Joseph Harrison retained ownership of this plantation until his death in November 1761. In his will, written during the same month and year as his death, he devised the property to his two daughters, Mary and Rebecca, to be equally divided between them when they reached their majority age. It appears Joseph’s wife predeceased him. He directed his brother Samuel to provide care for the two girls until the reach maturity and, as a reward, Joseph granted his brother the right to “…possess my Little Place untill [sic] my Daughter Rebecca arrives to age (which lies on ye Little Creek)…” (New Jersey Wills 747H). It is unknown who rented Joseph Harrison’s “Little Plantation” after Joseph’s death. However, acting in his role of possessor and caretaker of the Little Plantation, in 1764 Samuel presumably contracted for an addition to be constructed on the west side of the gambrel-roofed house on the plantation, perhaps to make the property more attractive to a tenant. Built in a similar patterned brick style as the original house with a modified Flemish bond, the addition almost doubled the size of the dwelling space. The construction date is clearly shown in the western gable of the addition, but no initials are present, which strongly suggests that the person who ordered the addition constructed did not reside in the house. Amazingly, a comparison of this house, after completion of the 1764 addition, with photographs of Harrison Manor, Samuel’s residence in Gloucester Town, reveal the two houses are strikingly similar in appearance. Harrison Manor underwent demolition in 1941 and inexplicably did not become a structure selected for the Historic American Building Survey (HABS) prior to its destruction.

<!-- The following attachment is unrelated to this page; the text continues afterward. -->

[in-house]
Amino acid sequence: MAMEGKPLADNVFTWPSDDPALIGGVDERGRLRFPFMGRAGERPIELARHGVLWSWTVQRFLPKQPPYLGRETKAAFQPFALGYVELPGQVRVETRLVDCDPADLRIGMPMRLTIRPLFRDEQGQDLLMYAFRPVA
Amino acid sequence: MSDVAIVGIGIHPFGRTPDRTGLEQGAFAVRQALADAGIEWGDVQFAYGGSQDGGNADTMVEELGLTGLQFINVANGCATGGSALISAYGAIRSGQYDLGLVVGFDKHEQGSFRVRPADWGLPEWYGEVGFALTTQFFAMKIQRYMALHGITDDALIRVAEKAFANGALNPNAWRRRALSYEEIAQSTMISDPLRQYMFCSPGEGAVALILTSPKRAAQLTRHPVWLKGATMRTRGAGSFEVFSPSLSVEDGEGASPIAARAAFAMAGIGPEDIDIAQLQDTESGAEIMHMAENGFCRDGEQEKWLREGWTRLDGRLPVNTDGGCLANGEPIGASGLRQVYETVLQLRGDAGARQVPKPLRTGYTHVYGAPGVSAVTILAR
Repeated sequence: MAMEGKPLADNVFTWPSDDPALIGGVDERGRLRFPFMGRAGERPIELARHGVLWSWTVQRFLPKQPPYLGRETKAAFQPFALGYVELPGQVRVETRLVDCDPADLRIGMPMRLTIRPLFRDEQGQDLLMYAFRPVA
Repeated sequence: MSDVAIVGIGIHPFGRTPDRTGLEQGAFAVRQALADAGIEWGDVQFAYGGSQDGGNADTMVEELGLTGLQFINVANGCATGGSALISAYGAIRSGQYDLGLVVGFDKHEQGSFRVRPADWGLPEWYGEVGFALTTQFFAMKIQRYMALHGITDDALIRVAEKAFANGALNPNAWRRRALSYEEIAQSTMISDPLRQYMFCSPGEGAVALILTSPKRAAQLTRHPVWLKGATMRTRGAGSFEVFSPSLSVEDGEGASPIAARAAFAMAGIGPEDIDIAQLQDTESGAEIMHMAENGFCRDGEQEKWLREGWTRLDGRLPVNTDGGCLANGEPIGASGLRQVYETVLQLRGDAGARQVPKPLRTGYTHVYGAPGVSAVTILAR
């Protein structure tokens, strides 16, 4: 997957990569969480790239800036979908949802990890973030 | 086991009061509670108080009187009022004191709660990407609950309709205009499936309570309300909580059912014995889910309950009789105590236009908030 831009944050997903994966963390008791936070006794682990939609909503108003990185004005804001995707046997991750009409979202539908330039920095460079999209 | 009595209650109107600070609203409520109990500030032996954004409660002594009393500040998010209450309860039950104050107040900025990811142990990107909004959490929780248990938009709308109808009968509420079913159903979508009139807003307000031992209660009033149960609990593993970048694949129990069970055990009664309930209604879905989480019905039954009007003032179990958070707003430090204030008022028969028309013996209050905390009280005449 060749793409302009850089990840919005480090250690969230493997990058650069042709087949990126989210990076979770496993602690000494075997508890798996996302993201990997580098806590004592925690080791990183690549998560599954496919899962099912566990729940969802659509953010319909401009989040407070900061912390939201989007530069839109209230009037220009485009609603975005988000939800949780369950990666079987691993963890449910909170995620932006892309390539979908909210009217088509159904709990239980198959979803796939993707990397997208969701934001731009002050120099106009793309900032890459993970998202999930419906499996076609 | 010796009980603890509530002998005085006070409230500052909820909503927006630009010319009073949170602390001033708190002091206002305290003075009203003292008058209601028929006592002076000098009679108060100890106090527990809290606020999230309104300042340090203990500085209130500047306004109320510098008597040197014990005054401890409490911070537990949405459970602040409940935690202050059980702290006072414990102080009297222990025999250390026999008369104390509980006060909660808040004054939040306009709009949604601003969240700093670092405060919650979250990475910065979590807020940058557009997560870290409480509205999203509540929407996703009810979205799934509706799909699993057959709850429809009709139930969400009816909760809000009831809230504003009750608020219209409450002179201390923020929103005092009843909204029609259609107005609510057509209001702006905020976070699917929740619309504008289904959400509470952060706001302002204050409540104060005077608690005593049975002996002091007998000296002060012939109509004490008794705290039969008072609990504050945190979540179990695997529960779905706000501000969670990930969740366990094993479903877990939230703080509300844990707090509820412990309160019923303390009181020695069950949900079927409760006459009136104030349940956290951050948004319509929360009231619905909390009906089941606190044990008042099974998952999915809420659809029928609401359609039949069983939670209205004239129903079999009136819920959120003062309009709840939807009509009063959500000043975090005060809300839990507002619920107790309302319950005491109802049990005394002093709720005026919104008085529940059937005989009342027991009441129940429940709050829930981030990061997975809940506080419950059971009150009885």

|Facade, Harrison Manor, Gloucester City, New Jersey|